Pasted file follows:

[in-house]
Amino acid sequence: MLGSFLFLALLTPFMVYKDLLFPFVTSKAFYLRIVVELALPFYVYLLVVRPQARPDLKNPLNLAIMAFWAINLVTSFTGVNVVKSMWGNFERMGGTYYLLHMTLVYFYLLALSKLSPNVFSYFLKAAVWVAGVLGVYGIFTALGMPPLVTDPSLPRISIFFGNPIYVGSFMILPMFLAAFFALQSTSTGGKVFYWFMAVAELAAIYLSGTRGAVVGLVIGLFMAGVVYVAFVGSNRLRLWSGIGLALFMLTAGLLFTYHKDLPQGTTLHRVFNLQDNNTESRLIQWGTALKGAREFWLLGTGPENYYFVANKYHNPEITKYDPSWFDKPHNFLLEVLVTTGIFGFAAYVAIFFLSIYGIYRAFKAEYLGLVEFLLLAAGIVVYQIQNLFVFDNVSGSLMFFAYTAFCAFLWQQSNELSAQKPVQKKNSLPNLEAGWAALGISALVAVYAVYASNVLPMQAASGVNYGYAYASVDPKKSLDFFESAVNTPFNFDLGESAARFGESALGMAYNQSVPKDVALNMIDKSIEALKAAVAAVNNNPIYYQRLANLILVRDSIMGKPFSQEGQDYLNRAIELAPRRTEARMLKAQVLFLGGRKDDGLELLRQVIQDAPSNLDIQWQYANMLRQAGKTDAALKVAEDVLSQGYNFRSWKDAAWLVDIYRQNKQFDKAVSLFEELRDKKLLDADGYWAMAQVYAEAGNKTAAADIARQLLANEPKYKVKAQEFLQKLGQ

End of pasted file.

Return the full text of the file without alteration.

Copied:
[in-house]
Amino acid sequence: MLGSFLFLALLTPFMVYKDLLFPFVTSKAFYLRIVVELALPFYVYLLVVRPQARPDLKNPLNLAIMAFWAINLVTSFTGVNVVKSMWGNFERMGGTYYLLHMTLVYFYLLALSKLSPNVFSYFLKAAVWVAGVLGVYGIFTALGMPPLVTDPSLPRISIFFGNPIYVGSFMILPMFLAAFFALQSTSTGGKVFYWFMAVAELAAIYLSGTRGAVVGLVIGLFMAGVVYVAFVGSNRLRLWSGIGLALFMLTAGLLFTYHKDLPQGTTLHRVFNLQDNNTESRLIQWGTALKGAREFWLLGTGPENYYFVANKYHNPEITKYDPSWFDKPHNFLLEVLVTTGIFGFAAYVAIFFLSIYGIYRAFKAEYLGLVEFLLLAAGIVVYQIQNLFVFDNVSGSLMFFAYTAFCAFLWQQSNELSAQKPVQKKNSLPNLEAGWAALGISALVAVYAVYASNVLPMQAASGVNYGYAYASVDPKKSLDFFESAVNTPFNFDLGESAARFGESALGMAYNQSVPKDVALNMIDKSIEALKAAVAAVNNNPIYYQRLANLILVRDSIMGKPFSQEGQDYLNRAIELAPRRTEARMLKAQVLFLGGRKDDGLELLRQVIQDAPSNLDIQWQYANMLRQAGKTDAALKVAEDVLSQGYNFRSWKDAAWLVDIYRQNKQFDKAVSLFEELRDKKLLDADGYWAMAQVYAEAGNKTAAADIARQLLANEPKYKVKAQEFLQKLGQ